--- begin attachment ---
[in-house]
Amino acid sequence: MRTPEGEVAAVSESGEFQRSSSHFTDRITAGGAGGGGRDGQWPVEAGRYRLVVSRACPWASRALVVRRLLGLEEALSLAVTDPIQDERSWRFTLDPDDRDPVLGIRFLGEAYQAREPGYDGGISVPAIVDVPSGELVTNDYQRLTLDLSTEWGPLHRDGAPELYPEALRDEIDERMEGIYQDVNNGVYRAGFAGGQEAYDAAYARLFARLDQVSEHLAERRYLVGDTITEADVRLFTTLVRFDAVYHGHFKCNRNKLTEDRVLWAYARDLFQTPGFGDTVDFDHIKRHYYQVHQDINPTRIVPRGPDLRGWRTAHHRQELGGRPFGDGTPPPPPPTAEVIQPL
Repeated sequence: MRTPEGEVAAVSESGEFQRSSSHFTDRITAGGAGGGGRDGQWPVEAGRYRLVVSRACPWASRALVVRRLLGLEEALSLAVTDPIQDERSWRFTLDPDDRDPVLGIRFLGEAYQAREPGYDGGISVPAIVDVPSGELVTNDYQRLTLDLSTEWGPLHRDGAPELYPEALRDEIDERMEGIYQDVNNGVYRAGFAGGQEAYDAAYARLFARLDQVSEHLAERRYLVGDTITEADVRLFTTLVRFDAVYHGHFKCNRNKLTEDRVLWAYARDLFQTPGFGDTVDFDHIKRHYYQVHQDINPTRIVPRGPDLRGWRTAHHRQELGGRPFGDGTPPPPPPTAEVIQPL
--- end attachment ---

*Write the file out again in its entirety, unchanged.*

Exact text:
[in-house]
Amino acid sequence: MRTPEGEVAAVSESGEFQRSSSHFTDRITAGGAGGGGRDGQWPVEAGRYRLVVSRACPWASRALVVRRLLGLEEALSLAVTDPIQDERSWRFTLDPDDRDPVLGIRFLGEAYQAREPGYDGGISVPAIVDVPSGELVTNDYQRLTLDLSTEWGPLHRDGAPELYPEALRDEIDERMEGIYQDVNNGVYRAGFAGGQEAYDAAYARLFARLDQVSEHLAERRYLVGDTITEADVRLFTTLVRFDAVYHGHFKCNRNKLTEDRVLWAYARDLFQTPGFGDTVDFDHIKRHYYQVHQDINPTRIVPRGPDLRGWRTAHHRQELGGRPFGDGTPPPPPPTAEVIQPL
Repeated sequence: MRTPEGEVAAVSESGEFQRSSSHFTDRITAGGAGGGGRDGQWPVEAGRYRLVVSRACPWASRALVVRRLLGLEEALSLAVTDPIQDERSWRFTLDPDDRDPVLGIRFLGEAYQAREPGYDGGISVPAIVDVPSGELVTNDYQRLTLDLSTEWGPLHRDGAPELYPEALRDEIDERMEGIYQDVNNGVYRAGFAGGQEAYDAAYARLFARLDQVSEHLAERRYLVGDTITEADVRLFTTLVRFDAVYHGHFKCNRNKLTEDRVLWAYARDLFQTPGFGDTVDFDHIKRHYYQVHQDINPTRIVPRGPDLRGWRTAHHRQELGGRPFGDGTPPPPPPTAEVIQPL